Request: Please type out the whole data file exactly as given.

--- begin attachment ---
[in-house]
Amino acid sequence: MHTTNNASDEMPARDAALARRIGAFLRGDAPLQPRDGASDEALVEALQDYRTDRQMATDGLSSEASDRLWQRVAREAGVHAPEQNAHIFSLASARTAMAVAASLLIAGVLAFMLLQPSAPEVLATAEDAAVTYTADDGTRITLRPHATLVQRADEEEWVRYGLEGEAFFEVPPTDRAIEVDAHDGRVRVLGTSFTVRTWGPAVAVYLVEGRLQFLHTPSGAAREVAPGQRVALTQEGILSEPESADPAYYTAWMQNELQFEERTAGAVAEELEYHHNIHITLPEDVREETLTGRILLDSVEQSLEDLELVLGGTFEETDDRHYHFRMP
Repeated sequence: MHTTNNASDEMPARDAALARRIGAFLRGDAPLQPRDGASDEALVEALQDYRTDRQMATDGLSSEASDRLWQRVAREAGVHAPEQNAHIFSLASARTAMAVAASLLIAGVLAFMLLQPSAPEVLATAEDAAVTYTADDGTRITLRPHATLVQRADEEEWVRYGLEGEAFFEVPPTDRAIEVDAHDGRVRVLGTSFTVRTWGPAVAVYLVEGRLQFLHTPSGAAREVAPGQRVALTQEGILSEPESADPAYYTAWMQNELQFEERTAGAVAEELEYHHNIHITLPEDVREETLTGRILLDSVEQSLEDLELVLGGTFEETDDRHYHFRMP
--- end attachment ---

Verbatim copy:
[in-house]
Amino acid sequence: MHTTNNASDEMPARDAALARRIGAFLRGDAPLQPRDGASDEALVEALQDYRTDRQMATDGLSSEASDRLWQRVAREAGVHAPEQNAHIFSLASARTAMAVAASLLIAGVLAFMLLQPSAPEVLATAEDAAVTYTADDGTRITLRPHATLVQRADEEEWVRYGLEGEAFFEVPPTDRAIEVDAHDGRVRVLGTSFTVRTWGPAVAVYLVEGRLQFLHTPSGAAREVAPGQRVALTQEGILSEPESADPAYYTAWMQNELQFEERTAGAVAEELEYHHNIHITLPEDVREETLTGRILLDSVEQSLEDLELVLGGTFEETDDRHYHFRMP
Repeated sequence: MHTTNNASDEMPARDAALARRIGAFLRGDAPLQPRDGASDEALVEALQDYRTDRQMATDGLSSEASDRLWQRVAREAGVHAPEQNAHIFSLASARTAMAVAASLLIAGVLAFMLLQPSAPEVLATAEDAAVTYTADDGTRITLRPHATLVQRADEEEWVRYGLEGEAFFEVPPTDRAIEVDAHDGRVRVLGTSFTVRTWGPAVAVYLVEGRLQFLHTPSGAAREVAPGQRVALTQEGILSEPESADPAYYTAWMQNELQFEERTAGAVAEELEYHHNIHITLPEDVREETLTGRILLDSVEQSLEDLELVLGGTFEETDDRHYHFRMP